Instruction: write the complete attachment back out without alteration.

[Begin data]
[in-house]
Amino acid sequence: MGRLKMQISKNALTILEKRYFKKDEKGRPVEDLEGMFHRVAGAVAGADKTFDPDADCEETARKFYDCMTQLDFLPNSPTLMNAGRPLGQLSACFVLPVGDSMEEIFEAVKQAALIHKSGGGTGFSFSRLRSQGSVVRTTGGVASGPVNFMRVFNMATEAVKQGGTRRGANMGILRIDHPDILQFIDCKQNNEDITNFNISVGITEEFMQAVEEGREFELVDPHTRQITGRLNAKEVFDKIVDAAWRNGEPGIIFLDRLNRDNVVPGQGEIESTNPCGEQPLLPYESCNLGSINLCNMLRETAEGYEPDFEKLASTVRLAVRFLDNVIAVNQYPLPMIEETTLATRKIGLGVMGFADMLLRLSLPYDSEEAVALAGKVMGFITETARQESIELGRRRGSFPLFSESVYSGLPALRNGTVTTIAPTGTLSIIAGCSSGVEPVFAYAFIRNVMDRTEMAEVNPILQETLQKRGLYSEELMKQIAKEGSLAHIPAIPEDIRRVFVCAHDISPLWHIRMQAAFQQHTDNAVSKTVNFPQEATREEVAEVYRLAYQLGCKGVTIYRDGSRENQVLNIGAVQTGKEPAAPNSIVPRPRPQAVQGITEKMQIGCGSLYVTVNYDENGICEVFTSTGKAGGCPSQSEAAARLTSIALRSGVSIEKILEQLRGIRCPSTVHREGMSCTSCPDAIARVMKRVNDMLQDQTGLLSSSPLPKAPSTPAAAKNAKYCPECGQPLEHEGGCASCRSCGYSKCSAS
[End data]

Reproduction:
[in-house]
Amino acid sequence: MGRLKMQISKNALTILEKRYFKKDEKGRPVEDLEGMFHRVAGAVAGADKTFDPDADCEETARKFYDCMTQLDFLPNSPTLMNAGRPLGQLSACFVLPVGDSMEEIFEAVKQAALIHKSGGGTGFSFSRLRSQGSVVRTTGGVASGPVNFMRVFNMATEAVKQGGTRRGANMGILRIDHPDILQFIDCKQNNEDITNFNISVGITEEFMQAVEEGREFELVDPHTRQITGRLNAKEVFDKIVDAAWRNGEPGIIFLDRLNRDNVVPGQGEIESTNPCGEQPLLPYESCNLGSINLCNMLRETAEGYEPDFEKLASTVRLAVRFLDNVIAVNQYPLPMIEETTLATRKIGLGVMGFADMLLRLSLPYDSEEAVALAGKVMGFITETARQESIELGRRRGSFPLFSESVYSGLPALRNGTVTTIAPTGTLSIIAGCSSGVEPVFAYAFIRNVMDRTEMAEVNPILQETLQKRGLYSEELMKQIAKEGSLAHIPAIPEDIRRVFVCAHDISPLWHIRMQAAFQQHTDNAVSKTVNFPQEATREEVAEVYRLAYQLGCKGVTIYRDGSRENQVLNIGAVQTGKEPAAPNSIVPRPRPQAVQGITEKMQIGCGSLYVTVNYDENGICEVFTSTGKAGGCPSQSEAAARLTSIALRSGVSIEKILEQLRGIRCPSTVHREGMSCTSCPDAIARVMKRVNDMLQDQTGLLSSSPLPKAPSTPAAAKNAKYCPECGQPLEHEGGCASCRSCGYSKCSAS